BUILD UP GRADUALLY
Ramp up your training schedule too much and you’ll be in danger of getting injured. Bud tells us how to up the intensity sensibly… “I like to use this philosophy: when you build a house, you need firm foundations. When you seek real running fitness, you need to ensure you lay down good aerobic foundations before you put in the faster work.
There is no short-cut to getting really fit for running; it takes time, and the absolute key is learning how to spend time on your feet. Traditionally, the ‘long’ run in a weekly training plan is done on a Sunday morning because of obvious social reasons. Now, many people have far greater flexibility, but the need for the long base run continues – it’s absolutely key in developing good running fitness. Long is of course a relative term; initially, it might be 15 minutes, which you progress patiently to 30 minutes, then 45 and hopefully up to one hour or even longer, given time. It often helps to find a running partner too. Why not join a club or start your own training network? It all helps to make your sessions so much more enjoyable.”
LEARN TO RESIST
Don’t do enough strength sessions? Tony Kochhar, consultant orthopaedic surgeon, specialising in shoulder, elbow and upper limbs (shoulderdoctor.co.uk) reminds us of the benefits… “Weight training is often ignored by runners, swimmers, and cyclists; but you can gain key benefits by putting it back on the agenda. Proper training strengthens the muscles, bones and connective tissue of injury-prone joints. Just six weeks of weight training has been shown to prevent, reduce or relieve common injuries, such as runner’s knee. Compound moves, like squats, work on muscle groups centred to your core, the origin of your body’s power and stability. The benefits extend to stamina, too – 10 weeks of weight training results in marked reductions in 10k run times. Plus, improvements to energy economy ups the amount of time before you feel fatigue, and boosts speed.”
FUEL YOUR BODY RIGHT
Which foods are best for endurance training? Ex-pro athlete and senior lecturer and researcher in dietetics at Coventry University, Dr Ricardo Costa, explains why carbs should definitely be on the menu…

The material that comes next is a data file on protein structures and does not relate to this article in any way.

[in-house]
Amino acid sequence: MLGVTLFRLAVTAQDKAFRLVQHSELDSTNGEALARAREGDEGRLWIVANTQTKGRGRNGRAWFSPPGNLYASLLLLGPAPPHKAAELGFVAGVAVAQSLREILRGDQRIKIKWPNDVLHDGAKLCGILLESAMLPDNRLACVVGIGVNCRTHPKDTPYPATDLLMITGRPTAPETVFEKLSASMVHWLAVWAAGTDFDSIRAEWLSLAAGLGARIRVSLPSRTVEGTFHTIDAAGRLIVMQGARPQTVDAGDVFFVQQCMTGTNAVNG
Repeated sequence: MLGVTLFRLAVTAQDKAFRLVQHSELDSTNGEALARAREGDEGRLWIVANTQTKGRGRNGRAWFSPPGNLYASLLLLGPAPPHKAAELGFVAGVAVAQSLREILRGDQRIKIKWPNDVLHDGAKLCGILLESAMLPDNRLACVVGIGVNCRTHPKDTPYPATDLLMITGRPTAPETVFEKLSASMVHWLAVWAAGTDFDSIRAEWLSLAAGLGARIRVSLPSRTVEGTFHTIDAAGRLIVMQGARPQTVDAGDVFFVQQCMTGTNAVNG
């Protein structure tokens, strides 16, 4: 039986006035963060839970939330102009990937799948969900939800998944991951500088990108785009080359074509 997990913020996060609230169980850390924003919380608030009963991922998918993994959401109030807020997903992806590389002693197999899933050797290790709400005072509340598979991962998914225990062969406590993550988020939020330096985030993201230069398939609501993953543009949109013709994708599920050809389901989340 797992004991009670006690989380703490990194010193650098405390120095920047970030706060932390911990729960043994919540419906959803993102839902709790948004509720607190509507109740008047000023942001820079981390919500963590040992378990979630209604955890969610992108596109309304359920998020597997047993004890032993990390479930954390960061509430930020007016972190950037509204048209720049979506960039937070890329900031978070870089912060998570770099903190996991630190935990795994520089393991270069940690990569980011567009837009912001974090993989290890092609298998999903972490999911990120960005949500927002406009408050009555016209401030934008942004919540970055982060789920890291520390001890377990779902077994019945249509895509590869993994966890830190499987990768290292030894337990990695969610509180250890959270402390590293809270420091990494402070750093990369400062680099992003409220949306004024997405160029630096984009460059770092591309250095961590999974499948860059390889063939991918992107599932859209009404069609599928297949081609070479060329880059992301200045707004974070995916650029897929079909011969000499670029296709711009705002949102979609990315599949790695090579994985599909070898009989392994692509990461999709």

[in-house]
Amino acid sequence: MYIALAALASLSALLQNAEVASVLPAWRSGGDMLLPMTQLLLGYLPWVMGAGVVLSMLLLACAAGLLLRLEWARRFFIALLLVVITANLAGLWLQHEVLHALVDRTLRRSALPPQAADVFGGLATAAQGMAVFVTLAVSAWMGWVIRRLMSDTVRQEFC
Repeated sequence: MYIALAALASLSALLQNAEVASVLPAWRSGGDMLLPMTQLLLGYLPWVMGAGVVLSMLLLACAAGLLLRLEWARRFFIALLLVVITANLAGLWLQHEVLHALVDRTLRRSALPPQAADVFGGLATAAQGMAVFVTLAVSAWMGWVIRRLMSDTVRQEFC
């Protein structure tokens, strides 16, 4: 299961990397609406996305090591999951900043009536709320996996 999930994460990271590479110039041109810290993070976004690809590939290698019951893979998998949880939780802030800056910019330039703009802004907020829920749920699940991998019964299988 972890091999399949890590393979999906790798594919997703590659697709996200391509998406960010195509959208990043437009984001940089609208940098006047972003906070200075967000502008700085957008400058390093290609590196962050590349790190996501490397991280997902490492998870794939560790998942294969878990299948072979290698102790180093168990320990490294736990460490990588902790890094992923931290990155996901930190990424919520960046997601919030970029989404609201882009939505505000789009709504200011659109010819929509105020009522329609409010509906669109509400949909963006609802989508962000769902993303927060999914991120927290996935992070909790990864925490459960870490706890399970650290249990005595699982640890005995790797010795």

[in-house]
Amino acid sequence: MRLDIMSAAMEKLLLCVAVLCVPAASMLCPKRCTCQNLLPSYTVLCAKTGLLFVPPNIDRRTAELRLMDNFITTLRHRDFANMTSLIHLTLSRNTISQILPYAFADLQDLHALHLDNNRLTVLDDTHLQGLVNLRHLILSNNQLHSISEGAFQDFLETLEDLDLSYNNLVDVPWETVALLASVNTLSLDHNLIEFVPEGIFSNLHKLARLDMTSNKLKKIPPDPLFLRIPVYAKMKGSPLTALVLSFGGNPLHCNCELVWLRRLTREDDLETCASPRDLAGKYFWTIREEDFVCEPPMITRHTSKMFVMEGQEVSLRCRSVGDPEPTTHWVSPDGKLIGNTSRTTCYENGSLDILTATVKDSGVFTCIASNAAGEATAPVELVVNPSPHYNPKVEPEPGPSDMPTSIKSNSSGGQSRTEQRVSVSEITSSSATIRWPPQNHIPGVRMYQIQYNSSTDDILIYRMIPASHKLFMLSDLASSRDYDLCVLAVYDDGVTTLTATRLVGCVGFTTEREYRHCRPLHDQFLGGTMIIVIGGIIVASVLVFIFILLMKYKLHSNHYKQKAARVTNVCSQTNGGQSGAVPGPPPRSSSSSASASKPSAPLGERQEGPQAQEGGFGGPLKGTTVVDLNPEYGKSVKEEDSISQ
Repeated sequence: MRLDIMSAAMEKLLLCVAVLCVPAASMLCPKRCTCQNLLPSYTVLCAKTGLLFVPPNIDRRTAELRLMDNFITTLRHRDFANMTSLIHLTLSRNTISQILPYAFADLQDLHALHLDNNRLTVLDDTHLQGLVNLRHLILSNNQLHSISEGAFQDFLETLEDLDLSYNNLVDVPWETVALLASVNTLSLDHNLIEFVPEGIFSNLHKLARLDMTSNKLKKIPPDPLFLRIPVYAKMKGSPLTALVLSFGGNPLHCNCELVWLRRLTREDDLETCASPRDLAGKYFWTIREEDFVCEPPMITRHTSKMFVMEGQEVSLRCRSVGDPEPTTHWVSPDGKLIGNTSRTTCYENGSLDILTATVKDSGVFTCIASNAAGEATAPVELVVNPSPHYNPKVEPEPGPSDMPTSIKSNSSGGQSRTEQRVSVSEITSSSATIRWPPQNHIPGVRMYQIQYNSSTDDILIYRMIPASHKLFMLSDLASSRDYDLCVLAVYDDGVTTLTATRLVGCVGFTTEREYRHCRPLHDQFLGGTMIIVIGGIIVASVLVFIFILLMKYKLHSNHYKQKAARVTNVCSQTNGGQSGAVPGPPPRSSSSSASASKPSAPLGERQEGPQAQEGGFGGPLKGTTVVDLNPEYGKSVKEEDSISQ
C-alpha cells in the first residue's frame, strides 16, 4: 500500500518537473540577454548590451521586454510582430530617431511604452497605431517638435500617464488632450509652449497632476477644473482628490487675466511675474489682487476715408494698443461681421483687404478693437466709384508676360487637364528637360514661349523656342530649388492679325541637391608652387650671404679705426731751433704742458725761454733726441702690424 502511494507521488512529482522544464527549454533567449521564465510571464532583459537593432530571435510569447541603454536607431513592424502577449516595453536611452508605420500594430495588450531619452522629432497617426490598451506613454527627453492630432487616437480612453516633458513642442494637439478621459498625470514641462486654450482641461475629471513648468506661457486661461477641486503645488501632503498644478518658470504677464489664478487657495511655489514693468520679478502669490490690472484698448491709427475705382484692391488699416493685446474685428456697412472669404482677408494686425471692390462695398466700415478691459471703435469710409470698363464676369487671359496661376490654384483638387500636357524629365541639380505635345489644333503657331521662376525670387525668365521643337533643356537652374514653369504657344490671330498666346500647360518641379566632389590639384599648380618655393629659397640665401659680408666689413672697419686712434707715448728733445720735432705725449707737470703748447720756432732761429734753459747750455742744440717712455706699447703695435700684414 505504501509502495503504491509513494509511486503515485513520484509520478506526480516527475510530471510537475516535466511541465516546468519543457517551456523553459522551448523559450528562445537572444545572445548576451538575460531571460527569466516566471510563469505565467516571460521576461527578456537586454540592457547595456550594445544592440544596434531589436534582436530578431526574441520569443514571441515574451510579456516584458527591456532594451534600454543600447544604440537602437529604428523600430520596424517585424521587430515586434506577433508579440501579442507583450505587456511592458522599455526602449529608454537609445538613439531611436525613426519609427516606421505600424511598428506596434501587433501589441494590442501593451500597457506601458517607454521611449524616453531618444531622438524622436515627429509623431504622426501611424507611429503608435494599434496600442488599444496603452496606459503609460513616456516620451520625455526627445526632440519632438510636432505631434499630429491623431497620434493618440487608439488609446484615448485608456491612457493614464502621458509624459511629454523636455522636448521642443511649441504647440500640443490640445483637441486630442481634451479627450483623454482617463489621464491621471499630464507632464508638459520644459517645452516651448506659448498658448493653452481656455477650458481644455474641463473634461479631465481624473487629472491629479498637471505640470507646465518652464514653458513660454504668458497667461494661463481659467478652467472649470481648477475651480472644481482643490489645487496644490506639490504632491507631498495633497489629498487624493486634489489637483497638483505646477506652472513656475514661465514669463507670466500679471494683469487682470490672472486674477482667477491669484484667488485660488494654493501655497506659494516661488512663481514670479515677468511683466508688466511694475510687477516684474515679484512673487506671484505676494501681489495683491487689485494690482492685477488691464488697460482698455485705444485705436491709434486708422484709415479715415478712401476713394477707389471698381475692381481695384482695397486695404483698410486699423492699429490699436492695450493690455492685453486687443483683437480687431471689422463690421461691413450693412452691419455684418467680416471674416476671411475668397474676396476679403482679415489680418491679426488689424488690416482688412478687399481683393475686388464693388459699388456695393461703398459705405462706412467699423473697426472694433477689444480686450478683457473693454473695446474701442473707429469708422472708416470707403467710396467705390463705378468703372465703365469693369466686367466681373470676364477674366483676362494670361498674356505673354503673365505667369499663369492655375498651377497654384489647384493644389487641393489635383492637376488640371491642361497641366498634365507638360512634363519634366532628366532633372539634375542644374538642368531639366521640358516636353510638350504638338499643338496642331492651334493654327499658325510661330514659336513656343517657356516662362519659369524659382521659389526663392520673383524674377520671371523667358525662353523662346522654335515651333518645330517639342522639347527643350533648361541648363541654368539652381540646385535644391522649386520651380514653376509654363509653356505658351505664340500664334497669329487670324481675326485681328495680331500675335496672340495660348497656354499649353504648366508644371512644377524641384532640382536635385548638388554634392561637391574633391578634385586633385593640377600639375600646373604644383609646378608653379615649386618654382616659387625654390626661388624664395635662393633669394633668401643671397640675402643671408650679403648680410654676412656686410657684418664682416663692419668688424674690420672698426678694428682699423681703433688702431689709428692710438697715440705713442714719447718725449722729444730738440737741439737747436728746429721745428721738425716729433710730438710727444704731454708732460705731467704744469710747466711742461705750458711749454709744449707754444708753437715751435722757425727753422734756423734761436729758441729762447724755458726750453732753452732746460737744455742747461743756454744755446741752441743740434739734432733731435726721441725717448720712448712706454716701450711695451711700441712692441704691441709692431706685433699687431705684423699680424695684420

“Carbohydrate is your body’s main energy source. So, endurance exercise performance is dependent on the availability of carbs to working muscles. An adequate intake of carb-rich foods and drinks is associated with optimal endurance performance – and a low one with fatigue and poor staying power. The challenge is finding the right quality of carbs, and the best time to eat them before and during endurance workouts.
“Studies have shown that eating a carbrich meal – e.g. pasta, rice, potatoes, couscous, bread, other grains and cereals – 3-4 hours before exercise can boost carbohydrate availability to working muscles. Or, a high-carb snack, containing natural fruit and/or dairy sugars, eaten 1-2 hours before endurance exercise, is enough to maintain blood-sugar levels and also boost carb availability to working muscles during sessions lasting up to an hour, if enough daily dietary carbs are eaten. Try my Tantrum Muesli, below.
“Sadly, your body’s carb stores are limited, and can only sustain strenuous endurance exercise for 60-90 minutes without negatively affecting performance. So, extra carb intake is vital during training lasting longer than an hour, to help maintain blood-sugar levels, hold off fatigue, and sustain your workload.”
Dr Ricardo Costa suggests the following, to help keep you going, but finding out which ones work best for you – and your stomach – might take a little trial and error:
- 500ml fruit juice
- Two handfuls of dried fruit
- One medium cereal bar (choose bars low in fat and fibre)
Two large pieces of fresh fruit
- Two slices of white bread with honey or high-fruit jam
(N.B If you choose solid foods, these will need to be diluted with extra water intake)